Last edited by Woody Long; 08-17-2018 at 03:21 PM. Reason: added the postscript
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Old 08-17-2018, 03:29 PM
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Rick Mullin Rick Mullin is offline
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... indelible atoms suitably mixed with void?

I feel a sermon coming on.

Rick
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Old 08-17-2018, 09:37 PM
Andrew Frisardi Andrew Frisardi is offline
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Hi Aaron,

This one’s not working for me: its just a restatement of (if I’m getting this right) Democritus’s atomist theory, applied to written letters and words. There is no sense of discovery or surprise in it, once the basic concept of it is grasped, which is in lines 4-5. Add to that that it is a poem about poems, where the bar tends to be set higher—the poet has a harder task to justify the poem—and I just don’t feel this one takes off.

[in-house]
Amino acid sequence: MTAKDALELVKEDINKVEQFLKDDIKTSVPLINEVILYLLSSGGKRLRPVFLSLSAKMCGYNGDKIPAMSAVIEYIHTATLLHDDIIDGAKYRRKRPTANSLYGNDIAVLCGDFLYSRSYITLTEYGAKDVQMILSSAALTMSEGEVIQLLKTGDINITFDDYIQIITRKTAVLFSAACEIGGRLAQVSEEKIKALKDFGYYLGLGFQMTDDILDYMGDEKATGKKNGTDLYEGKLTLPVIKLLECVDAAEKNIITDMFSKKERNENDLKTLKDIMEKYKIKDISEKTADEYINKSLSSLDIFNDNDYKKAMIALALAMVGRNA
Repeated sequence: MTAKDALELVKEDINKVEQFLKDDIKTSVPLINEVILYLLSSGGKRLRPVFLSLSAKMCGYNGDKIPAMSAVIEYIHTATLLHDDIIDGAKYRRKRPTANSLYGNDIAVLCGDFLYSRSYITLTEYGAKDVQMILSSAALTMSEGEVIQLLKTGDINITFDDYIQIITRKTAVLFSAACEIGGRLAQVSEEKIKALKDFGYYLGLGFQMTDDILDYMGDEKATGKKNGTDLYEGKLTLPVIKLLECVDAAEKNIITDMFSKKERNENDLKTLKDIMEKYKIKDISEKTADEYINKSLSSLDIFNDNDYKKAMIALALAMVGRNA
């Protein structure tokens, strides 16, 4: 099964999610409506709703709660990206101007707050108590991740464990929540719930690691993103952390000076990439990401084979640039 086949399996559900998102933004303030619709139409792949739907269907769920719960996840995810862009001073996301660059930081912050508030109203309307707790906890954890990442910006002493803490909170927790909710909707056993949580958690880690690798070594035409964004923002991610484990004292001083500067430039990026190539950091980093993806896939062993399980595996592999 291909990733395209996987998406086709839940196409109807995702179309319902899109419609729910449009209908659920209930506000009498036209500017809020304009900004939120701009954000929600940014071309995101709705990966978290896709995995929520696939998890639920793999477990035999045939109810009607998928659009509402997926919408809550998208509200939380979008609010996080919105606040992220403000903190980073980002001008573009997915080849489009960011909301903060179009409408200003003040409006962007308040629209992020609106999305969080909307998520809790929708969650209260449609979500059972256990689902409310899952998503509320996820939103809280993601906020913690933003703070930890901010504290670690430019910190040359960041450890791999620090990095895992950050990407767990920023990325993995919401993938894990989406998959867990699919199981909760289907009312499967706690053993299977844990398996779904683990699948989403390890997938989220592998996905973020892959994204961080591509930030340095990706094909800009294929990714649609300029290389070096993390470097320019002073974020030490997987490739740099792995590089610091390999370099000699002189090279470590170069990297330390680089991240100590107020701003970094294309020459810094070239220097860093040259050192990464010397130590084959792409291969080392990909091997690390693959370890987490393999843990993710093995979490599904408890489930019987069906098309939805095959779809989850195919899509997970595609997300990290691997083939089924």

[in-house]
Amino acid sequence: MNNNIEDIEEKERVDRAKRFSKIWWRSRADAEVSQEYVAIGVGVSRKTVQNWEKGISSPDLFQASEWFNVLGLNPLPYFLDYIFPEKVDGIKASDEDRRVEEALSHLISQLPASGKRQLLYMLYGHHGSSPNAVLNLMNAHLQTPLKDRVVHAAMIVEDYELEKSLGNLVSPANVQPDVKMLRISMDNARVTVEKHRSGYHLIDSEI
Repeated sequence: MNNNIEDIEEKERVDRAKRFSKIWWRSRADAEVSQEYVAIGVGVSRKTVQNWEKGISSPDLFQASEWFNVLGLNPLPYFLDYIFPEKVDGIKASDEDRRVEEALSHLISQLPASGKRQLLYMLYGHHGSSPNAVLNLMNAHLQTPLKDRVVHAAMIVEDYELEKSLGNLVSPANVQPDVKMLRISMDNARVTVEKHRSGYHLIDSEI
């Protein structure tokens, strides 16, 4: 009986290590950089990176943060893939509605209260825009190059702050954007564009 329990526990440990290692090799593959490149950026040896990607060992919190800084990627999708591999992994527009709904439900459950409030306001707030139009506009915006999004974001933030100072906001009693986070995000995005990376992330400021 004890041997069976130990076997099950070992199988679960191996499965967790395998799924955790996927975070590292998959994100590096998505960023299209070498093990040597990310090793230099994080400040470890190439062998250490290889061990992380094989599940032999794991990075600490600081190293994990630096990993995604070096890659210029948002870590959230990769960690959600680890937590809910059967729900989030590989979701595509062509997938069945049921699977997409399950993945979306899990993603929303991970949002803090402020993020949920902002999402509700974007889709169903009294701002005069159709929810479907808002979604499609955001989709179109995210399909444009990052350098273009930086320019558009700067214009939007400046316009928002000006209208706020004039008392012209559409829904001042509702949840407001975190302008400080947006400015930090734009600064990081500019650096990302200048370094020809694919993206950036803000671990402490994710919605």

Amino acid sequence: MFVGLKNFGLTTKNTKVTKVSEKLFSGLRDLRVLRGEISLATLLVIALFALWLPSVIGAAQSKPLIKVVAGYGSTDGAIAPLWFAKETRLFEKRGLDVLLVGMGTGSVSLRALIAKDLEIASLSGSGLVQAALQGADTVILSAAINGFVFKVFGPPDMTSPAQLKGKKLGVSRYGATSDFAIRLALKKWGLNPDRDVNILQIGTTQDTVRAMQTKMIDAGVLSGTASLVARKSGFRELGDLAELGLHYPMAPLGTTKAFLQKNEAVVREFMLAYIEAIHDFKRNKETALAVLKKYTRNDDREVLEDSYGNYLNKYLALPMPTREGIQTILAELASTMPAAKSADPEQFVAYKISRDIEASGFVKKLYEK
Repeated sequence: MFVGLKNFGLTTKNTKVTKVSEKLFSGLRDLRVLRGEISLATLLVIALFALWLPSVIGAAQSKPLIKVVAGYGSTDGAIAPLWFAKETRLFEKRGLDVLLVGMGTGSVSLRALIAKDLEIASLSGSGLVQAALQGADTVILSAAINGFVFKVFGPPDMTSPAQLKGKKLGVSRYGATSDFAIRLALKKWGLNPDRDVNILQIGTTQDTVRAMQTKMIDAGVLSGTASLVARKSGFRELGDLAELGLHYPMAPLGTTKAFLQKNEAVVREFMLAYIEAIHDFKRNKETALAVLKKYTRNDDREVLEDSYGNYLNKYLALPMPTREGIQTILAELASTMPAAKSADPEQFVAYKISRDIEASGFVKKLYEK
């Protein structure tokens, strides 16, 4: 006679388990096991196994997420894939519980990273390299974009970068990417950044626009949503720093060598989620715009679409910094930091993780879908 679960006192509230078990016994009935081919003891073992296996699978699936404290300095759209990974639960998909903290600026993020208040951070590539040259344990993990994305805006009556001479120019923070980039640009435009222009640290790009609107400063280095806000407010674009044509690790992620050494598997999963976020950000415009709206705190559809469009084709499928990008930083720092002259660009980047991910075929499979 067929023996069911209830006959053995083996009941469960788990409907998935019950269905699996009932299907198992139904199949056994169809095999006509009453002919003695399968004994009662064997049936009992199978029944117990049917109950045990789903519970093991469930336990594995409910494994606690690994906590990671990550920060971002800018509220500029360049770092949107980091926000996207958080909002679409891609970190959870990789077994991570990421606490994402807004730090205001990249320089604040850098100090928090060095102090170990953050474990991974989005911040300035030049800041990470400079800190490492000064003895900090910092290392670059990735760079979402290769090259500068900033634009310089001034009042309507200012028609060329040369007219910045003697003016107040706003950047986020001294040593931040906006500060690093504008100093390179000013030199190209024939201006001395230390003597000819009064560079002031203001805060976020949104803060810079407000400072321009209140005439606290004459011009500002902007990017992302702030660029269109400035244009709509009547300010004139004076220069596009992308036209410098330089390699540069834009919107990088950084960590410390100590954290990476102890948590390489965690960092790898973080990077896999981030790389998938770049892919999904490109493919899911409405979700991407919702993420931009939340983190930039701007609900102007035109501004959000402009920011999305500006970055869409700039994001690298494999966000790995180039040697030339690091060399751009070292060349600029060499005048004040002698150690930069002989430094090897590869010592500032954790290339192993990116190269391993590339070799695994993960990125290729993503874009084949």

Sorry about that. Your last poem was so good, and that was because your imagination was really engaged with it. This one’s cerebral and overly deliberate.

Best,

Andrew
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Old 08-17-2018, 09:47 PM
John Isbell John Isbell is offline
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Hi Aaron,

I knew a guy who wrote his entire Ph.D. thesis on the topic of the clinamen. So it does seem to provide food for thought. But I'd say with Andrew that this poem of yours engages me less at present than various others you've posted. It does sound a bit like lectures I've attended.

Cheers,
John
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Old 08-18-2018, 09:18 AM
Andrew Szilvasy Andrew Szilvasy is offline
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Aaron,